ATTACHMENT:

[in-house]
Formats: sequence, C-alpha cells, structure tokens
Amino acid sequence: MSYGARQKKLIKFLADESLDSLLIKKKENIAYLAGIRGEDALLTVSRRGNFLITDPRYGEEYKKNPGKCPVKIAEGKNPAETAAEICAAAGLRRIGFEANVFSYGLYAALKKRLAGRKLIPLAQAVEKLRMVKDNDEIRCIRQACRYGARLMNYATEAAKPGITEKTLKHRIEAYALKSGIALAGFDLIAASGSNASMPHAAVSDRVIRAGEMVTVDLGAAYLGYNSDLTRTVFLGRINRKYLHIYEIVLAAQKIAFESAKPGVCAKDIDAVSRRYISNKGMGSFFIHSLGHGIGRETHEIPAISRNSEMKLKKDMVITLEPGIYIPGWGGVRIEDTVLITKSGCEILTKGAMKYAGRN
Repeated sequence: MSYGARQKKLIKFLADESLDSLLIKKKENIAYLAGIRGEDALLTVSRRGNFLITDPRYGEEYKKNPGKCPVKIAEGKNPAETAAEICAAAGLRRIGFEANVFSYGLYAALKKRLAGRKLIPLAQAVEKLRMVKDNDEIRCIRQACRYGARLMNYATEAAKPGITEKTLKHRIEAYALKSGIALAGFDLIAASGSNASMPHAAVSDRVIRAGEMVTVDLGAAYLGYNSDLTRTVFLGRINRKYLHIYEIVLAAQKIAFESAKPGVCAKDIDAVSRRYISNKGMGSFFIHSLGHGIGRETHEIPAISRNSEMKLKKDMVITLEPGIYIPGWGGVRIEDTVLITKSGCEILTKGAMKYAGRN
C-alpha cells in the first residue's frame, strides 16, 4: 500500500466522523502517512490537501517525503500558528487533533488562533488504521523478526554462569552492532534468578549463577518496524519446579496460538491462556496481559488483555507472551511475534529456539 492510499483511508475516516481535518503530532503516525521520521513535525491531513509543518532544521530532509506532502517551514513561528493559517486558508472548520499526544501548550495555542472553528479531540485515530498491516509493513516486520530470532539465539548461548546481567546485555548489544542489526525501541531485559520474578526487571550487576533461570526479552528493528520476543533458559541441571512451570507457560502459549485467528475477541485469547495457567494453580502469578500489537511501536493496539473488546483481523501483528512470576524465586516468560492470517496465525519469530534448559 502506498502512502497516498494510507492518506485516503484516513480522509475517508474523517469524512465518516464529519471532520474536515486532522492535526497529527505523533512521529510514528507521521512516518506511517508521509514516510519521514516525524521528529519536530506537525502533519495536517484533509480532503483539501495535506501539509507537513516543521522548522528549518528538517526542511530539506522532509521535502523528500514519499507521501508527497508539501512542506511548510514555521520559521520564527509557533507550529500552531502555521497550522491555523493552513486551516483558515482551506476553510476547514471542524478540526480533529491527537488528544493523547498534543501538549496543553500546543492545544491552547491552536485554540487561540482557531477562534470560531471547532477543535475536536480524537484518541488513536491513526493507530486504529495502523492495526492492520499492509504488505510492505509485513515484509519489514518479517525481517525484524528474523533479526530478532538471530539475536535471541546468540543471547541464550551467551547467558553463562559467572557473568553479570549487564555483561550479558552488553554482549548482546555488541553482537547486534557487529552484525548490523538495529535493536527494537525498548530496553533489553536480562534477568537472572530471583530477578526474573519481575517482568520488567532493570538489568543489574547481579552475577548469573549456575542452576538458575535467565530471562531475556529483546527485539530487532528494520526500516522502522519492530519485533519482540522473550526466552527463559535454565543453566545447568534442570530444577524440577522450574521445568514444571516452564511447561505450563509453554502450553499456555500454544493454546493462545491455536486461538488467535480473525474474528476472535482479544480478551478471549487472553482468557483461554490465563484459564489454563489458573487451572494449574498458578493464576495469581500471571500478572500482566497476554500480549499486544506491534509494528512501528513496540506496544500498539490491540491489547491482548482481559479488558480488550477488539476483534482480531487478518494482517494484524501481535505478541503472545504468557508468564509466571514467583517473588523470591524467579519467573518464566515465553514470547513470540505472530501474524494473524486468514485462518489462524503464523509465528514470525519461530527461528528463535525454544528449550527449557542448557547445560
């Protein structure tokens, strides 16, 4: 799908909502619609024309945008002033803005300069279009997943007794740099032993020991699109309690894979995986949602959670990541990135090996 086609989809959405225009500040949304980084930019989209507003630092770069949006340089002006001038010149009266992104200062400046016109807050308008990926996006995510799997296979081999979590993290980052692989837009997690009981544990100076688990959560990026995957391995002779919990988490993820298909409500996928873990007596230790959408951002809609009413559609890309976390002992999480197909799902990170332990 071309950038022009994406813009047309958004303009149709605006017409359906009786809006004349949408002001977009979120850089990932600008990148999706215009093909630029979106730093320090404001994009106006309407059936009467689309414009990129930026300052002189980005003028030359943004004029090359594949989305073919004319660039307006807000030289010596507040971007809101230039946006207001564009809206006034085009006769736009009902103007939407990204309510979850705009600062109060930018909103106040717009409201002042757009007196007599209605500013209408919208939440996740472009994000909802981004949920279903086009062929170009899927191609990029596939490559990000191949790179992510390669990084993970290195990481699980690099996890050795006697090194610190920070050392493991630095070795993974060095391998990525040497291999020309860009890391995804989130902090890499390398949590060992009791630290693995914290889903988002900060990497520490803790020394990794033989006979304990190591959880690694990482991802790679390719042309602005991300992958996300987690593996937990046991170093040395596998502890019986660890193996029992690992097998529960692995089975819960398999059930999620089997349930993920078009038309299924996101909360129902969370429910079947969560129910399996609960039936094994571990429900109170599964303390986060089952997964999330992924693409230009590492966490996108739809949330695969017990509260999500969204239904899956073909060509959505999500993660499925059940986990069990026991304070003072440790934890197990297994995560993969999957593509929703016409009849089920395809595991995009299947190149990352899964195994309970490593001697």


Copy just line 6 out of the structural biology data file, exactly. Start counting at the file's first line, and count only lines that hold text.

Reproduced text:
């Protein structure tokens, strides 16, 4: 799908909502619609024309945008002033803005300069279009997943007794740099032993020991699109309690894979995986949602959670990541990135090996 086609989809959405225009500040949304980084930019989209507003630092770069949006340089002006001038010149009266992104200062400046016109807050308008990926996006995510799997296979081999979590993290980052692989837009997690009981544990100076688990959560990026995957391995002779919990988490993820298909409500996928873990007596230790959408951002809609009413559609890309976390002992999480197909799902990170332990 071309950038022009994406813009047309958004303009149709605006017409359906009786809006004349949408002001977009979120850089990932600008990148999706215009093909630029979106730093320090404001994009106006309407059936009467689309414009990129930026300052002189980005003028030359943004004029090359594949989305073919004319660039307006807000030289010596507040971007809101230039946006207001564009809206006034085009006769736009009902103007939407990204309510979850705009600062109060930018909103106040717009409201002042757009007196007599209605500013209408919208939440996740472009994000909802981004949920279903086009062929170009899927191609990029596939490559990000191949790179992510390669990084993970290195990481699980690099996890050795006697090194610190920070050392493991630095070795993974060095391998990525040497291999020309860009890391995804989130902090890499390398949590060992009791630290693995914290889903988002900060990497520490803790020394990794033989006979304990190591959880690694990482991802790679390719042309602005991300992958996300987690593996937990046991170093040395596998502890019986660890193996029992690992097998529960692995089975819960398999059930999620089997349930993920078009038309299924996101909360129902969370429910079947969560129910399996609960039936094994571990429900109170599964303390986060089952997964999330992924693409230009590492966490996108739809949330695969017990509260999500969204239904899956073909060509959505999500993660499925059940986990069990026991304070003072440790934890197990297994995560993969999957593509929703016409009849089920395809595991995009299947190149990352899964195994309970490593001697």